Sunday, 23 October 2016

5 months on - and back to some gaming (part 2)

A blast from the past

Picking up where I left off last weekend, I thought I would start with a quick trip back to one of the old gaming weekends we held at SSWG.
After the demo game of Bolt Action and meeting Lance, who is directing the Pegasus Bridge movie, I thought I would stick to a game we played with a large airborne assault.

This game was played in January 2011, using Flames of War rules.  My British Air-landing were heavily present, attacking the German positions while support came up.
Before the game started though, I snapped a few "reconnaissance photos" of our targets / landing zones with a silly filter on my iPhone.  While low quality, I think they gave some character to the album and to the game itself.

Anyway - UP THE OX & BUCKS!!!

German supplies being staged at the rail yard.
Strategic railroad river crossing.

Here we have some of the actual gaming shots:

The supply depot from the recon shot. 
The rail bridge from the recon shot.
Ox and Bucks air-landing platoon on the assault, taking german artillery by surprise!
Storming a factory building
Airborne troops take the rail yard.
A knocked out German AA emplacement.

Check out all the shots from the album here:  Flames of War - Airborne Assault.

Back to the the present - By Fire and Sword

Back in the now, down at SSWG, we played 2 small games of By Fire and Sword to work out the rules.  Craven was there with his snow themed Muscovites, while John also joined us with his selection of Poles, Cossacks and Swedes.
John was an original kickstarter for the game so had a mixed bag of troops which certainly helped out  when building the forces to face Craven (as my Swedes were stuck in barracks).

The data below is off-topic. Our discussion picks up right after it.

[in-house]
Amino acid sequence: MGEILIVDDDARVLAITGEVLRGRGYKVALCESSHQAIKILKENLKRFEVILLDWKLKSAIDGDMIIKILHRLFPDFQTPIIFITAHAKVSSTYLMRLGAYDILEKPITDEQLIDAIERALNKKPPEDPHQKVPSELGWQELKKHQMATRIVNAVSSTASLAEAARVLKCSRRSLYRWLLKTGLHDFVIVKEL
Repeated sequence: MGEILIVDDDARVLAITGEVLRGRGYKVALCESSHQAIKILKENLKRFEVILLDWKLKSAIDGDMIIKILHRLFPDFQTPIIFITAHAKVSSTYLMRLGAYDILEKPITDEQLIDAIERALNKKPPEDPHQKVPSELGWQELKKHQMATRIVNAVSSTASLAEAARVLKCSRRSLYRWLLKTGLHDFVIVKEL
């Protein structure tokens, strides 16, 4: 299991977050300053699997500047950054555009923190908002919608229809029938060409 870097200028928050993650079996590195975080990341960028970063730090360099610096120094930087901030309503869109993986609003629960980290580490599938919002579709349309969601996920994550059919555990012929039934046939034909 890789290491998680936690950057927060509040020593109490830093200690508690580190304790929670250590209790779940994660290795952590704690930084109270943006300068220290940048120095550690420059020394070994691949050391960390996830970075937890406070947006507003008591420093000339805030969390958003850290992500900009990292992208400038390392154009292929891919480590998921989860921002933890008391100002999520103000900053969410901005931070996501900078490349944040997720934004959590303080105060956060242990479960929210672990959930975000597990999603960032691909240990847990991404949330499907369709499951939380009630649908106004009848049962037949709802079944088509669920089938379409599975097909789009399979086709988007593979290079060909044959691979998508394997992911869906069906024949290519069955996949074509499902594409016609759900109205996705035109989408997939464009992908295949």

We started out by setting up a simple gaming table with a few copse of trees and a small farmstead / village to fight over.

A "simple" gaming table.

Game 1 was an attack by the Muscovites against a force of Polish defenders.
As this was our first ever game, we were unsure about the troops and how they should be used.  I deployed some dragoons in the farm to defend it, whilst the cavalry were in reserve behind.

View from the Polish side of the field.

The Muscovites came on with their infantry opposite the farm ready to advance and make an assault, while the mounted troops were to their right, ready to ride round and clash with my own cavalry.
We learnt a few key things about the rules, and Craven picked up some thoughts on how to deploy his units in future - the Muscovite mounted troops are better as dragoons rather than battle cavalry.

The cavalry clash.

We also learnt that my dice can be awful at times, as the (theoretically) superior Polish cavalry was routed from the field.
The game was over quickly in game terms, with the Polish mounted troops in flight and the Dragoons isolated in the village while the plodding infantry brought up a light gun to help shake them from the farm.

In game 2, we replicated a force similar to the Swedes I am mustering.  We started with the Swedes on the offensive this time, attacking the flank of the larger Muscovite force.

A Swedish raiding detachment.

This time I was in no doubt about how to use the troops at my disposal, but I was certainly nervous given the sheer number of troops I was facing. Quantity really does have a Quality all of its own!
Rather than allow the numerous Muscovite troops to wrap round my flank or wear down my small numbers with their shooting, I charged straight in, aiming for the weaker firelock armed troops with my excellent Reiters rather than hit a pike block face on!

The battle is joined.

The Dragoons too rode forward and provided some supporting fire with decent effect.
I was able to rout the musketeers and begin wheeling into the rear of the pikes before we stopped play.